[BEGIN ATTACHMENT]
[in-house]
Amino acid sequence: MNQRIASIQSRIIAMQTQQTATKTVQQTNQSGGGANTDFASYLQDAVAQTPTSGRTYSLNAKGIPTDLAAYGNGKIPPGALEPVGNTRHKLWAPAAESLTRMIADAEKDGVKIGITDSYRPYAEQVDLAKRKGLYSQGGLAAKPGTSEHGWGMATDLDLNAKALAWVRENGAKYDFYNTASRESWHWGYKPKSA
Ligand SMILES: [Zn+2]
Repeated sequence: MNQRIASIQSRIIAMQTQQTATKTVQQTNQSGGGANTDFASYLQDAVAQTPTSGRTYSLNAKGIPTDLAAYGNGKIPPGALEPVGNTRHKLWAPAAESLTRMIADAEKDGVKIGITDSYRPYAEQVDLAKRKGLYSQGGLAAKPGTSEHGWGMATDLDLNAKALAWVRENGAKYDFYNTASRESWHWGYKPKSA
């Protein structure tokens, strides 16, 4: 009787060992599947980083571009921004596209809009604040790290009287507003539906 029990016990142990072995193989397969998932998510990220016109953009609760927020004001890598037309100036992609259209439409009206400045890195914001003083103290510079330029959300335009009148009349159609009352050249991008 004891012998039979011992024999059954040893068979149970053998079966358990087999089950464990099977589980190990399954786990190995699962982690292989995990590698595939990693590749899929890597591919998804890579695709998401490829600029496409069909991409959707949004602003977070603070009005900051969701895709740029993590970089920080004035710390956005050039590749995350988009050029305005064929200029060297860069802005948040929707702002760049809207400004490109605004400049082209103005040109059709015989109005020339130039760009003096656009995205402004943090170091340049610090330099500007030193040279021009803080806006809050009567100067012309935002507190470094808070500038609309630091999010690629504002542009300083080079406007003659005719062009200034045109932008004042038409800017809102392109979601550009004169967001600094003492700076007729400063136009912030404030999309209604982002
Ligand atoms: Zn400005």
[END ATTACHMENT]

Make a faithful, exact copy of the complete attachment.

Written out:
[in-house]
Amino acid sequence: MNQRIASIQSRIIAMQTQQTATKTVQQTNQSGGGANTDFASYLQDAVAQTPTSGRTYSLNAKGIPTDLAAYGNGKIPPGALEPVGNTRHKLWAPAAESLTRMIADAEKDGVKIGITDSYRPYAEQVDLAKRKGLYSQGGLAAKPGTSEHGWGMATDLDLNAKALAWVRENGAKYDFYNTASRESWHWGYKPKSA
Ligand SMILES: [Zn+2]
Repeated sequence: MNQRIASIQSRIIAMQTQQTATKTVQQTNQSGGGANTDFASYLQDAVAQTPTSGRTYSLNAKGIPTDLAAYGNGKIPPGALEPVGNTRHKLWAPAAESLTRMIADAEKDGVKIGITDSYRPYAEQVDLAKRKGLYSQGGLAAKPGTSEHGWGMATDLDLNAKALAWVRENGAKYDFYNTASRESWHWGYKPKSA
């Protein structure tokens, strides 16, 4: 009787060992599947980083571009921004596209809009604040790290009287507003539906 029990016990142990072995193989397969998932998510990220016109953009609760927020004001890598037309100036992609259209439409009206400045890195914001003083103290510079330029959300335009009148009349159609009352050249991008 004891012998039979011992024999059954040893068979149970053998079966358990087999089950464990099977589980190990399954786990190995699962982690292989995990590698595939990693590749899929890597591919998804890579695709998401490829600029496409069909991409959707949004602003977070603070009005900051969701895709740029993590970089920080004035710390956005050039590749995350988009050029305005064929200029060297860069802005948040929707702002760049809207400004490109605004400049082209103005040109059709015989109005020339130039760009003096656009995205402004943090170091340049610090330099500007030193040279021009803080806006809050009567100067012309935002507190470094808070500038609309630091999010690629504002542009300083080079406007003659005719062009200034045109932008004042038409800017809102392109979601550009004169967001600094003492700076007729400063136009912030404030999309209604982002
Ligand atoms: Zn400005």